Choosing a business structure is a decision that impacts your business legally, financially, and personally. With that in mind, it’s one to make carefully and, hopefully, with guidance from business lawyers. Today, we’ll tell you about one of four primary options for business structures: sole proprietorship.

This type of structure is an ideal fit for some, while it may not be suitable for others, and we’ll dig into those details today. However, before you choose this business structure over another, let’s discuss the pros and cons of a sole proprietorship and other things to be aware of.

What is a Sole Proprietorship?

A sole proprietorship is a form of business where one person is both the owner and operator. A sole proprietorship is an unincorporated business. It is owned and used by a single individual: the sole proprietor, who is responsible for all of the company’s debts and obligations. 

Right off the bat, one benefit of this business structure is there are very few legal requirements to be met to establish one.   

Individuals can operate the business under a name other than their full first and last legal name. The only legal requirement is registering any business or trade name with the secretary of state’s office. Notably, a sole proprietorship is the most common form of business structure in the United States.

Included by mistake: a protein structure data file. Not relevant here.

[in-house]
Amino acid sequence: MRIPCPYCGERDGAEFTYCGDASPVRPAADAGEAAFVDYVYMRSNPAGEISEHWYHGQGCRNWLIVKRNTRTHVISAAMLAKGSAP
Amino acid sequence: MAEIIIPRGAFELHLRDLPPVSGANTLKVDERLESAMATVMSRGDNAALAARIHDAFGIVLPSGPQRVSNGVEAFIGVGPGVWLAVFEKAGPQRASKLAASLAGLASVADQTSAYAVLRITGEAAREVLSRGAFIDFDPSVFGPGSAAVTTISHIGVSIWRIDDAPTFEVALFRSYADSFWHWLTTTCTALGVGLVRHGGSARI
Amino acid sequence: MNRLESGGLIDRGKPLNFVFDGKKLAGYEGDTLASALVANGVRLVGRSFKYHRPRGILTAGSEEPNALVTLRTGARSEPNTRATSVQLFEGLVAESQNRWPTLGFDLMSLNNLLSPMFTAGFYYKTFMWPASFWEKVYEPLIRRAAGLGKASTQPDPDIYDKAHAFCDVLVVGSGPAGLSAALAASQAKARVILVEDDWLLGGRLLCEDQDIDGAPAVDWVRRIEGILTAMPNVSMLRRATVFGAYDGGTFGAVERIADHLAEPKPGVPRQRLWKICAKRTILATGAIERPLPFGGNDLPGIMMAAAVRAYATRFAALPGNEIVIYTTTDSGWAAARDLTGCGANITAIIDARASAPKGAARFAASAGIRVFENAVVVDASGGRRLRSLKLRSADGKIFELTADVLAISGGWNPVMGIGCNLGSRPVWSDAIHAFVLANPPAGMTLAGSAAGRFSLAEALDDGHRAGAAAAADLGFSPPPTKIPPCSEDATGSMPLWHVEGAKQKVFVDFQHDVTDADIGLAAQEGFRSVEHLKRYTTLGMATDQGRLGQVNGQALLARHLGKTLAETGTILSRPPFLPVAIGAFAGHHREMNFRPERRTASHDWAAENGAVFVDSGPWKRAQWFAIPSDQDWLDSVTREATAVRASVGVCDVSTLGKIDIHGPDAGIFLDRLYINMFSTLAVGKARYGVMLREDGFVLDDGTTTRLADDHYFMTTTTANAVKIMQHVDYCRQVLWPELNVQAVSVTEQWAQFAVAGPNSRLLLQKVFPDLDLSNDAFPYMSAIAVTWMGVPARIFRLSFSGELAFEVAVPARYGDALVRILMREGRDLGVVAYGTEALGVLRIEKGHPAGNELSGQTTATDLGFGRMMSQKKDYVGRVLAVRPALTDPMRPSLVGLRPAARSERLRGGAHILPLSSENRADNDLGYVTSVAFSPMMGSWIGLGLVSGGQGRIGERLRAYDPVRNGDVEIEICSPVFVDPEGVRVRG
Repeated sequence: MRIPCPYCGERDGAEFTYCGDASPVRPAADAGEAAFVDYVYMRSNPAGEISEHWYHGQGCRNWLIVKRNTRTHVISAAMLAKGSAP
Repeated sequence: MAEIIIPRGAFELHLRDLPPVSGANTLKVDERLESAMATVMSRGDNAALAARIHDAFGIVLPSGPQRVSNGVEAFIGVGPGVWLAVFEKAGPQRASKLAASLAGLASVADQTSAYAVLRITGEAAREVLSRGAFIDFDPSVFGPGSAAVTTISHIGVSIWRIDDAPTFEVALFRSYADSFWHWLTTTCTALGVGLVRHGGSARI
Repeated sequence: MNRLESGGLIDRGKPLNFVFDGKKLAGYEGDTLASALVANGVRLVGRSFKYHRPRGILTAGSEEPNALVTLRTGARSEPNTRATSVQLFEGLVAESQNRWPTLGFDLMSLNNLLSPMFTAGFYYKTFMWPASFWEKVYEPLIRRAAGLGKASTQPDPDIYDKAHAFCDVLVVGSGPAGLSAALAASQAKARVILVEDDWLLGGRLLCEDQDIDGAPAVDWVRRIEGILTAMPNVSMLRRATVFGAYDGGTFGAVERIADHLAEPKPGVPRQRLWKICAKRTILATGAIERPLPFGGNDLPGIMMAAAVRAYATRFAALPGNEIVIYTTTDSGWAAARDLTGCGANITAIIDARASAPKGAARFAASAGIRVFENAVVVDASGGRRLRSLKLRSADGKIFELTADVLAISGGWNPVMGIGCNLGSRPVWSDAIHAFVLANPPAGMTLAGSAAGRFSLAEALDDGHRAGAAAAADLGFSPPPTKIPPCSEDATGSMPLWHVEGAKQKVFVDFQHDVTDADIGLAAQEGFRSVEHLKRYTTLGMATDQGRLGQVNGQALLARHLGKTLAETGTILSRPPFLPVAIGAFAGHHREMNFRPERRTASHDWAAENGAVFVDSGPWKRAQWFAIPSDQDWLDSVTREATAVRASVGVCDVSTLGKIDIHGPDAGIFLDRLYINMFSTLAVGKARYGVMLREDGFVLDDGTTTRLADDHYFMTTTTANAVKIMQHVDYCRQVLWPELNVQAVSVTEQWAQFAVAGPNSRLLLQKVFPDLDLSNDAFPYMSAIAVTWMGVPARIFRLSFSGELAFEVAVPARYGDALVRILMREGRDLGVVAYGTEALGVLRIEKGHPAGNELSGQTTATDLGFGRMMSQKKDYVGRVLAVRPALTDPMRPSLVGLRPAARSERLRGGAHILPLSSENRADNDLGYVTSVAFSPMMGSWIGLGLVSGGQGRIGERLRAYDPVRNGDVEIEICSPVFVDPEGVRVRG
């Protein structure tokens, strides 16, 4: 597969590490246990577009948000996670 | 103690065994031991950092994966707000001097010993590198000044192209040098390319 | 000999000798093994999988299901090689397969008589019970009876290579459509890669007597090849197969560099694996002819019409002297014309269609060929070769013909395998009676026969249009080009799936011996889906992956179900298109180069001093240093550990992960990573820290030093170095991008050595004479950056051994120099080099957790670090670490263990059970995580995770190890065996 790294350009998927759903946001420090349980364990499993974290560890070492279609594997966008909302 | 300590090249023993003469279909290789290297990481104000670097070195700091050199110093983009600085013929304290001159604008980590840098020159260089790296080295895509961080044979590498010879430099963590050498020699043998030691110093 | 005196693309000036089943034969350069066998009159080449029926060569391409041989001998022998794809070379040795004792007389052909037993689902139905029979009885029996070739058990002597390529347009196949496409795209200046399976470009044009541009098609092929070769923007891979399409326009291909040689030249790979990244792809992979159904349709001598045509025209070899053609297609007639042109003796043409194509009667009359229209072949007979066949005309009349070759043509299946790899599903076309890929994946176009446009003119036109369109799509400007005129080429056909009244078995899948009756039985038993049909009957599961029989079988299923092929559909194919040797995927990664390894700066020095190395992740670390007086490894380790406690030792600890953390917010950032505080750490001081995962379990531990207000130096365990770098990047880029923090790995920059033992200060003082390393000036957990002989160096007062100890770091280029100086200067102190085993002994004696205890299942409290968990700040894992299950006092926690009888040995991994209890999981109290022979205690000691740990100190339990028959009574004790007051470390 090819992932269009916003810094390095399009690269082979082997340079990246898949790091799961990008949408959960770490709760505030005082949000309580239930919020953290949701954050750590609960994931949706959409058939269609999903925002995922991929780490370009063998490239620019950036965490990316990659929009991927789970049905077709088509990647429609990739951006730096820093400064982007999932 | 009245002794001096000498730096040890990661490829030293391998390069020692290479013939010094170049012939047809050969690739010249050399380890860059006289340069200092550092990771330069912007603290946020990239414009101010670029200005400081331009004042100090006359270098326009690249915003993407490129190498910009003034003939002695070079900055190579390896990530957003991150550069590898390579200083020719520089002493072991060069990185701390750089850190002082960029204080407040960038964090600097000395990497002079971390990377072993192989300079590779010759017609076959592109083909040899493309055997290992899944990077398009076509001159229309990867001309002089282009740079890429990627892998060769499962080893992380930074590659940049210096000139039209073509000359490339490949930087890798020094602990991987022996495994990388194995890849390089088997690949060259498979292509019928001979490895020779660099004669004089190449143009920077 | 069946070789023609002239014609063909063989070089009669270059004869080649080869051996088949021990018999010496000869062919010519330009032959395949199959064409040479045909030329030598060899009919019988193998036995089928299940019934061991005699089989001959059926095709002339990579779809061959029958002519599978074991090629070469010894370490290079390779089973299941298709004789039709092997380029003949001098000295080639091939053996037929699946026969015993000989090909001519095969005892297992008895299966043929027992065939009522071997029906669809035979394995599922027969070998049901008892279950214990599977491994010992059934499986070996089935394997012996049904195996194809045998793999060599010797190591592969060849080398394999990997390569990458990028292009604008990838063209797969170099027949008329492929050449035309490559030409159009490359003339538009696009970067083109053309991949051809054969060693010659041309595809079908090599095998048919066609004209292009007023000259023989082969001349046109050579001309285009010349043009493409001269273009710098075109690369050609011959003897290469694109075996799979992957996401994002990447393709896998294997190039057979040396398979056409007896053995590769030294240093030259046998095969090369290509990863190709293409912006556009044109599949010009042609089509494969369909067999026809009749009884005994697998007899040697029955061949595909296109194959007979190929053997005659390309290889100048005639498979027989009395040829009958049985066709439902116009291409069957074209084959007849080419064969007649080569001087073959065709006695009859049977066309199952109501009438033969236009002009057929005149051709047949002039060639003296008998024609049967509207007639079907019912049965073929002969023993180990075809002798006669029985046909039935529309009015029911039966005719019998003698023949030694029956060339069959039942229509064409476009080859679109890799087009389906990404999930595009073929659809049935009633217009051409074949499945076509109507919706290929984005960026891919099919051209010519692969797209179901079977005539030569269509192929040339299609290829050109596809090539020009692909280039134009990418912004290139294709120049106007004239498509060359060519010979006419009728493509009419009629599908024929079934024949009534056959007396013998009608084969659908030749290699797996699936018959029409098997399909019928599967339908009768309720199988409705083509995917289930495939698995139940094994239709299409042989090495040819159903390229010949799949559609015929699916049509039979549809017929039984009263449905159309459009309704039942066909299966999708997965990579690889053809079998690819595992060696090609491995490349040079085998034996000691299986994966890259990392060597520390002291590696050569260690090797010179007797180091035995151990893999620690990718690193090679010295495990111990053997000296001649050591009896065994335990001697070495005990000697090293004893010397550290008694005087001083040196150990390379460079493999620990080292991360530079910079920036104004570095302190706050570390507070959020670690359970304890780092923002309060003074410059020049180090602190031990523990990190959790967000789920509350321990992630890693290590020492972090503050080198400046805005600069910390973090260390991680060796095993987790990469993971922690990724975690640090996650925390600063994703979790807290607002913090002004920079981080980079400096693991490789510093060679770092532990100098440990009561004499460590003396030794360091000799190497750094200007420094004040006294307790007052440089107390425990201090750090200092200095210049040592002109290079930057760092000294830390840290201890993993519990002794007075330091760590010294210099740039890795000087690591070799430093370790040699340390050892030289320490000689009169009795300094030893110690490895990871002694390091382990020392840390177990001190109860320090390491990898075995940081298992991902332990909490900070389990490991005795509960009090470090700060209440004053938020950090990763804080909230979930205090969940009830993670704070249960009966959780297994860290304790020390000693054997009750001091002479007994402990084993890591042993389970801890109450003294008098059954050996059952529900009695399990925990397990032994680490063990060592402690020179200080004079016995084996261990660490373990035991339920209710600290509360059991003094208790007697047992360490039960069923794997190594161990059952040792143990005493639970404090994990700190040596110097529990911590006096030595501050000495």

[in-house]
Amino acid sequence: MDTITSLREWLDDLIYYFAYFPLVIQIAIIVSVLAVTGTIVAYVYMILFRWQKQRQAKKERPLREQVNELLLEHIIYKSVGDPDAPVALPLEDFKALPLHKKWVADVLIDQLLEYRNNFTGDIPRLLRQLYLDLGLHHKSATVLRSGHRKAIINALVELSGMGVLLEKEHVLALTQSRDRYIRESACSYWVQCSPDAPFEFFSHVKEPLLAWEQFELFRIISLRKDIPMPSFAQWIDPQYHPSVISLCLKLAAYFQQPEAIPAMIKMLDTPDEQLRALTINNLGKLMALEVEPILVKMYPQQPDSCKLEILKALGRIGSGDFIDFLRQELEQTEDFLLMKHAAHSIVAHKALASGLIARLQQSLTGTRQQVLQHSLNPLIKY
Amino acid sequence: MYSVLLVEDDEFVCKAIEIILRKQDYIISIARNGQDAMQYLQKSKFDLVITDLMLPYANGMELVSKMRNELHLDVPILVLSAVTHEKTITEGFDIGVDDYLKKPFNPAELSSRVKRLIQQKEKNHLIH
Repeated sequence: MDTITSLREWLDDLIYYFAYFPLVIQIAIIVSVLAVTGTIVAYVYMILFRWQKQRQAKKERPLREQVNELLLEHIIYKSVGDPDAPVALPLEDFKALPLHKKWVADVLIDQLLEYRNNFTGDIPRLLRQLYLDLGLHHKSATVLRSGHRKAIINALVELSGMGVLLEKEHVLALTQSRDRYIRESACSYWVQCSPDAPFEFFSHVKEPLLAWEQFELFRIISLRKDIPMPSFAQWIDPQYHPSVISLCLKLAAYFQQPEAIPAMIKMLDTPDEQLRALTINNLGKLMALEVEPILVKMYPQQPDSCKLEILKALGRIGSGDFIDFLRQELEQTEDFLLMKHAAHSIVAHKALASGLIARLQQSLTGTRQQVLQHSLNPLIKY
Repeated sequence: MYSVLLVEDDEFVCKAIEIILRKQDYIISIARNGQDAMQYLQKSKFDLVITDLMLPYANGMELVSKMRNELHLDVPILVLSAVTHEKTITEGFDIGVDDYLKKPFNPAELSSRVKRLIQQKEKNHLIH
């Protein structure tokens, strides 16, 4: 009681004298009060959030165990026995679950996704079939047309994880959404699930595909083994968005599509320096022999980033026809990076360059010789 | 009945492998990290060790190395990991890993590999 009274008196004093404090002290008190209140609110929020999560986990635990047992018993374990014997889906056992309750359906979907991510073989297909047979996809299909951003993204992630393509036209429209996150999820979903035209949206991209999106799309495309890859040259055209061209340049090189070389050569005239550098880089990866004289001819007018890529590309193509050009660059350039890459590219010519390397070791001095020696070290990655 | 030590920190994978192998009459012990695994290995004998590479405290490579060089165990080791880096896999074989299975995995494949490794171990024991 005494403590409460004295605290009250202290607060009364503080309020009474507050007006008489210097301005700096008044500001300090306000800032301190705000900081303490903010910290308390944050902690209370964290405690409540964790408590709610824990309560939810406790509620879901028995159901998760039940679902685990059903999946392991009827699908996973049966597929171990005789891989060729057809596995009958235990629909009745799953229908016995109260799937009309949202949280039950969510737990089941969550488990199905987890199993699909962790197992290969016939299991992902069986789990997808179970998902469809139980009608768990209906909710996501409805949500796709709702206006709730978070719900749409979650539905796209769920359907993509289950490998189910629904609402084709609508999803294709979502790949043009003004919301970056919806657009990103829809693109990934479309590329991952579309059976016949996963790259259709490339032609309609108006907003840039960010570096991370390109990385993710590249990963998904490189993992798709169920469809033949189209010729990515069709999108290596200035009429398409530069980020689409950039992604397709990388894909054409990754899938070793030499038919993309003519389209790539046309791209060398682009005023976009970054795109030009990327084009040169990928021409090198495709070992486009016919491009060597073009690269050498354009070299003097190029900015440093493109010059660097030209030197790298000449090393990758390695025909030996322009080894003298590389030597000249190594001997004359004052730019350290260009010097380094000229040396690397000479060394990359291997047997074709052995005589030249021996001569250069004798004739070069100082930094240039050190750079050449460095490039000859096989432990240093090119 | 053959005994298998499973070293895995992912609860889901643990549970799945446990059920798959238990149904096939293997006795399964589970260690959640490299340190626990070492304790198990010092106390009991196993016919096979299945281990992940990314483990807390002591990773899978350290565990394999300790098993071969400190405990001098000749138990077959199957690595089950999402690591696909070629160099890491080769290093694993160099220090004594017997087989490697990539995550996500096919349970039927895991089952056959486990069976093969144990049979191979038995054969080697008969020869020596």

Pros and Cons of a Sole Proprietorship

That said, it’s vital to remember that forming any business structure comes with some liabilities and risks for the owner. Therefore, you should be aware of these issues before deciding if this is your proper business structure. 

Advantages of a Sole Proprietorship

Here are a few advantages of a sole proprietorship: 

  • Simplicity

A sole proprietorship is reasonably easy to set up and operate—there’s no need to file articles of incorporation or adhere to complex corporate governance rules. With a sole proprietorship, it’s just you.  

  • Flexibility

When you own a sole proprietorship, you have total control over the business and can make decisions quickly and easily. In addition, the sole proprietor gets full management authority with minimal formalities. 

  • Tax advantages